Neo: Print Prize 2014 Review

A piece by Dave Farnham featured in the Neo: Print Prize 2014

A piece by Dave Farnham featured in the Neo: Print Prize 2014

A piece by Barbara Ann Swan featured in the Neo: Print Prize 2014

A piece by Barbara Ann Swan featured in the Neo: Print Prize 2014

A piece by Maggie Hargreaves featured in the Neo: Print Prize 2014

A piece by Maggie Hargreaves featured in the Neo: Print Prize 2014

A piece by Carol Wyss featured in the Neo: Print Prize 2014

A piece by Carol Wyss featured in the Neo: Print Prize 2014

A piece by Gabriella Schutz featured in the Neo: Print Prize

A piece by Gabriella Schutz featured in the Neo: Print Prize

The Neo: Artists have come along way since their humble beginnings in 2007 and this is reflected perfectly in what is their fifth successful print prize up to date. With entries from around the globe, spanning from far off lands such as Israel to more local artists, as well as artists from renowned institutions including the Royal Academy of Art, the Neo Print prize 2014 boasts a variety of entries embracing anything to do with print. With the help of an expert judging panel made up of art world giants Gordon Cheung, David Cleaton-Roberts, Paul Coldwell and Keeper of the Royal Academy Eileen Cooper RA, Neo: print prize 2014 is made up of 66 unique prints that have visitors questioning what is considered as a print in the modern art world. Of course the exhibition houses examples of familiar traditional printing techniques such as lithographs but also contains unusual pieces that some may argue do not belong in a print exhibition.

One such artwork is Dave Farnham’s “Caroline’s Ribcage & Heart”, a 3D print that displays the heart and ribcage of one of Farnham’s close friends. Many could argue that this intricate and fascinating print belongs more in a sculptural exhibition than a print prize but that’s the beauty of the Neo: Print prize 2014, it challenges the audience as to what is perceived as a print. Since the end product was created through a printer does this make it a print or does the term print belong exclusively to more conventional methods? Neo:’s answer would be that print as a medium is evolving and more technology is available to printmakers, just because this piece is 3 dimensional does it make it any less of a print as an ink jet piece? It is this concept that separates the Neo: Print Prize from other print exhibitions as Neo: considers unconventional methods and offers food for thought with their selection of artwork.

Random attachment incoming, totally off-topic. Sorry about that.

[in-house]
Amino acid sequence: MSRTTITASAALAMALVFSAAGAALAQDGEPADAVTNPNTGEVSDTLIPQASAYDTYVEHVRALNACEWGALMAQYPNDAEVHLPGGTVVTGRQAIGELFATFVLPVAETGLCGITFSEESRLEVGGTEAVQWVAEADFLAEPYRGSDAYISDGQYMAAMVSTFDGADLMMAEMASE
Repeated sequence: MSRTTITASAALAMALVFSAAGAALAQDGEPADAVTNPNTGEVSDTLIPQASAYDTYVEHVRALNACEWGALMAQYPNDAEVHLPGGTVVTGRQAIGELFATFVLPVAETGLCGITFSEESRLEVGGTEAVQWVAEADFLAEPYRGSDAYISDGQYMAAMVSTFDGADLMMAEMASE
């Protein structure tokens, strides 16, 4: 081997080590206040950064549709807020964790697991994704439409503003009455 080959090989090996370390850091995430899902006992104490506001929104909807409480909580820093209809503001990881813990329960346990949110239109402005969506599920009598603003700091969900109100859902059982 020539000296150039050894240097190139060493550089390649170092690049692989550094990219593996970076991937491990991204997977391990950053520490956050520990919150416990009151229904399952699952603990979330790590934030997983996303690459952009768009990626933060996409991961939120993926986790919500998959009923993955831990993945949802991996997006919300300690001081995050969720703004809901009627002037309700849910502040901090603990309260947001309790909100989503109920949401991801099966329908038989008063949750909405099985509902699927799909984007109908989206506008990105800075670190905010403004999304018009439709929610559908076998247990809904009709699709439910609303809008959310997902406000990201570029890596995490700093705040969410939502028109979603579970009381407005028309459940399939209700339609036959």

As well as controversial entries Neo: Print prize also offers beautiful and ingenious pieces of art that audiences remember for the strong and potent impressions they bestow. A person favourite offering was that of Maggie Hargreaves who entered her piece “Aspirational Living” consisting of lino block prints on wasp’s nests. It was not necessarily the print itself that earn the print its reputation but more the way Hargreaves decided to present them which bewitches viewers and creates a lasting impact on them.

Overall, the Neo: Print Prize is an exhibition every print maker and artist should take the time to see. It opens the eyes of visitors to more options in terms of the creation of prints and challenges them to question their own personal views. Neo have succeeded in acknowledging the effects modern technology is having on a traditional medium and moving forward with a modern contemporary exhibition bringing more light to the emerging Bolton Arts scene.

For More information please visit the Neo: Artist website at www.neoartists.co.uk or visit their gallery that can be found on the second floor of the Bolton Market Place, Bolton.

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